In PD patients, the prevalence of a medium-low CRIq level (CRI < 84), compatible with a CI, was 27% and was significantly lower than in the group of patients undergoing HD (58%) (p < 0.05), but higher than controls (6%) (p < 0.05).

No statistically significant differences were found in the prevalence of risk factors for IC in the three groups.

While it is sufficiently well documented that ESRD has been linked with a change in cognitive function and that cognitive impairment is associated with the severity of CKD [30], little is known about the influence of different dialysis modalities on cognitive function. Previous investigations of cognitive function among ESRD patients demonstrated that PD patients had consistently better cognitive function than HD patients [31-33].

Wolcott, et al. [31] reported that PD patients had consistently more efficient cognitive function than HD patients. In a study with HD patients, a higher mini-mental state exam score was associated with higher serum albumin level, protein catabolic rate and interdialysis weight gain [34].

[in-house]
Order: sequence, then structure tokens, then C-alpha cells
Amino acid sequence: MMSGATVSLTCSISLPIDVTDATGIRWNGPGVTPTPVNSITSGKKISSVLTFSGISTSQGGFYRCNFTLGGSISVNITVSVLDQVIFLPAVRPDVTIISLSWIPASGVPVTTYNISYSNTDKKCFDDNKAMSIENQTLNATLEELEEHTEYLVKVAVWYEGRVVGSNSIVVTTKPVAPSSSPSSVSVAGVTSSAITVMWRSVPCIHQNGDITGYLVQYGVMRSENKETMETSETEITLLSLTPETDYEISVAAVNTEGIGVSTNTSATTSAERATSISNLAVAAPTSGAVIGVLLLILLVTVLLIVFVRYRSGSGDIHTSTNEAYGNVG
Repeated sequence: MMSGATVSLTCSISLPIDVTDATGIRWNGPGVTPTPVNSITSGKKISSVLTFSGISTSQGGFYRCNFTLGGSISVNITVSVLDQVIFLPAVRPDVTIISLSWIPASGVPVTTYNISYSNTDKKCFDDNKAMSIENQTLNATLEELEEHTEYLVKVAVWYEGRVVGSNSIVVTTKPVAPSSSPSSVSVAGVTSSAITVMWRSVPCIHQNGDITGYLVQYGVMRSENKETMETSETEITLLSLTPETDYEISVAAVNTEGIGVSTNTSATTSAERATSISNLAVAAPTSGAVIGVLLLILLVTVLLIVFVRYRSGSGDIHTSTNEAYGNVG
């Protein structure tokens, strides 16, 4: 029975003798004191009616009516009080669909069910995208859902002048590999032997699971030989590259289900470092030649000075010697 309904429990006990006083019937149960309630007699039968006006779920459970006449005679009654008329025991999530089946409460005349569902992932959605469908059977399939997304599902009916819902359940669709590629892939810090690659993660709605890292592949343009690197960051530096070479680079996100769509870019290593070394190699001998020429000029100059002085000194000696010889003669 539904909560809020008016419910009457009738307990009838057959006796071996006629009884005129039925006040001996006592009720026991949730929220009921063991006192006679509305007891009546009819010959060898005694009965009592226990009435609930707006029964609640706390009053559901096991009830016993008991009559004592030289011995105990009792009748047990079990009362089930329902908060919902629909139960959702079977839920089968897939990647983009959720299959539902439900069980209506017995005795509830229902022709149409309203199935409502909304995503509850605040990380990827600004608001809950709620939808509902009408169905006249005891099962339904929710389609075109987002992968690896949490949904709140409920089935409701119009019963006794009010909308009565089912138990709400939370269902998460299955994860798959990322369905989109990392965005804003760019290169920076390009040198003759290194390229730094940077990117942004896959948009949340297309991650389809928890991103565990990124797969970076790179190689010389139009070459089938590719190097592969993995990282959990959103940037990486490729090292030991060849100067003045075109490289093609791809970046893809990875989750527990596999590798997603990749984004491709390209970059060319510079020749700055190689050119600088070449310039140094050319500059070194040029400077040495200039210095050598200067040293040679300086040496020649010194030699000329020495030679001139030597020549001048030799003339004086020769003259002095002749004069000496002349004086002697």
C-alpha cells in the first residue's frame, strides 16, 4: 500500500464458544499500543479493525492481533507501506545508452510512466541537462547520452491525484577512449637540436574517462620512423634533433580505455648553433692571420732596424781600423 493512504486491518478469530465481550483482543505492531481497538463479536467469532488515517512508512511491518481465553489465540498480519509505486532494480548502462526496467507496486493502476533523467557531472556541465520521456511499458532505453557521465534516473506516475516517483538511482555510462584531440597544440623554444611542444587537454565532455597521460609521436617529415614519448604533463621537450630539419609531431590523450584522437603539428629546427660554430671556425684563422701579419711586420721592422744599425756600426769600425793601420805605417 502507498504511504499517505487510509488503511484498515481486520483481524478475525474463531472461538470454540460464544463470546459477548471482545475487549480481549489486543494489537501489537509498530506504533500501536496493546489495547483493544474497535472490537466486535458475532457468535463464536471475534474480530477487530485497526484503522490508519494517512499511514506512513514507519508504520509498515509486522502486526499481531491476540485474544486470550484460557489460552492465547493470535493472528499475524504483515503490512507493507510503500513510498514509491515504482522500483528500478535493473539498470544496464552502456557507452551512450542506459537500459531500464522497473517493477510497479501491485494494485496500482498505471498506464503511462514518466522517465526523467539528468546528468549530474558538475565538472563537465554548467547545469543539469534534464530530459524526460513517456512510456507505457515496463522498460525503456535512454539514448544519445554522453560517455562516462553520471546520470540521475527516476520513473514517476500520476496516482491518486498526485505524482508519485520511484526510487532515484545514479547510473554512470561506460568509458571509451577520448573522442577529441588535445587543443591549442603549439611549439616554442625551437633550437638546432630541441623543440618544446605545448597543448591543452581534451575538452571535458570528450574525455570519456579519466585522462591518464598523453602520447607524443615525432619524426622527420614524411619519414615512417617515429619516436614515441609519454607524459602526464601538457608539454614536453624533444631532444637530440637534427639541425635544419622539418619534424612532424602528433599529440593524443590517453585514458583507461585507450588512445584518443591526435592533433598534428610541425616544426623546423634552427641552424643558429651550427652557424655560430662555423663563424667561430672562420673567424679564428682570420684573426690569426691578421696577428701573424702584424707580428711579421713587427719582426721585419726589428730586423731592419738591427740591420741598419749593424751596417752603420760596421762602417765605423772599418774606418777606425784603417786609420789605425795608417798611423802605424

Buoncristiani, et al. [32] concluded that the most likely reason for the better preservation of the cognitive function in CAPD patients could be due to the continuity of action, better anemia correction, more removal of the middle molecules, or lower levels of parathyroid hormone, which in some studies on HD patients have been correlated with alteration of cognitive function [32].

In 2005 Sithinamsuwan, et al. undertook a cross-sectional study on 90 ESRD subjects (60 on HD and 30 on PD) to evaluate CD using the DSM-IV criteria [35]. They found no significant difference regarding the prevalence of dementia and depression between the HD and PD groups [35].

Likewise, Lai et al. in Italy assessed the neurological, psychological, and cognitive imbalance in subjects with CKD/ ESRD on conservative and RRT, respectively [36]. They included 74 subjects, 22 of whom were clinically stable and conservatively managed CKD subjects, 15 were HD, 16 were PD, and 21 were kidney transplant patients, while 25 healthy controls were also added, matched for age and sex. The authors relied on clinical, laboratory, and non-invasive instrumental examinations (Electroencephalogram, EEG) and cognitive-psychological tests for the early identification of CI.